Material that, after printing, can move, bend, grow or shrink when exposed to light, heat or water. It is possible with the help of a new ‘ink’ developed at TU/e. This 4D technique could soon help the medical and security sector with revolutionary applications.
Movable prints could be the missing link in the world of complicated artificial organs, such as artificial eyes and artificial hearts: complex pieces of technology, which must be able to respond to light stimuli (eye) or liquid (heart). This is still only partly possible, but with the help of new technology from Eindhoven, it may be possible on a larger scale in the future. Although the ifs and buts are still numerous. The material for the prints is still very expensive and before the first printed artificial eye is implanted, thousands of tests will probably be necessary.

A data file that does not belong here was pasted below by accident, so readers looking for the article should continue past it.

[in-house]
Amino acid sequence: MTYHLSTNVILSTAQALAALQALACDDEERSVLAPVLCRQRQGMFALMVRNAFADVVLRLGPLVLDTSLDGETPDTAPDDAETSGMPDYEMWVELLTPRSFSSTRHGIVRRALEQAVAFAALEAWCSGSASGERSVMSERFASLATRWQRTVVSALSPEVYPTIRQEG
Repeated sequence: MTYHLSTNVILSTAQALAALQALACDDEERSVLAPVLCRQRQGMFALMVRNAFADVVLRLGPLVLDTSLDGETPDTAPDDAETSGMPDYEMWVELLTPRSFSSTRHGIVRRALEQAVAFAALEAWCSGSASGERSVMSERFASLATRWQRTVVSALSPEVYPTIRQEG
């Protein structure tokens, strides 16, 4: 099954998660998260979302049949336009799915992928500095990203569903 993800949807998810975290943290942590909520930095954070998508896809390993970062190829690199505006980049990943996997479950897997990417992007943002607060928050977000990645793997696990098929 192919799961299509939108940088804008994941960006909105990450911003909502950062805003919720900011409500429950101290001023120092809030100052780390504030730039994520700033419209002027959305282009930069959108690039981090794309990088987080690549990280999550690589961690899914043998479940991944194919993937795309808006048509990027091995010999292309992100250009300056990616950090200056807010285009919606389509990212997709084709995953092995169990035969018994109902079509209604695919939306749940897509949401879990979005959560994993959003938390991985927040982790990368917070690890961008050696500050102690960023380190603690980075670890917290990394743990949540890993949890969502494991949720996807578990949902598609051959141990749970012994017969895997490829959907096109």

Yet the Spanish TU/e PhD student Marc del Pozo Puig is a proud man. He spent hundreds of hours in the lab until he finally had the material that showed the desired response when heated, lit and in contact with water. “Prints that react to water already existed”, Marc says, “but we can also deform this ‘ink’ with light and heat. That was not possible before and it offers many possibilities”.
Del Pozo Puig mentions the security industry. “You could add an extra truth feature: an image that changes colour as soon as you blow on it. By the ink changing colour when it comes into contact with condensation”. The PhD student also mentions multitasking robots that will be able to work even more precisely with the new 4D prints. “And prosthetics and other replacement organs of course. You could soon make an eye that reacts to the amount of light entering it; a property that a real eye also has, but soon something that can be reproduced thanks to this new technology”.
Del Pozo acknowledges that it could be years before that happens. And no, Philips Medical has not yet shown any interest in his discovery. “But we are on our way. It is no longer science fiction”.
Translated by: Bob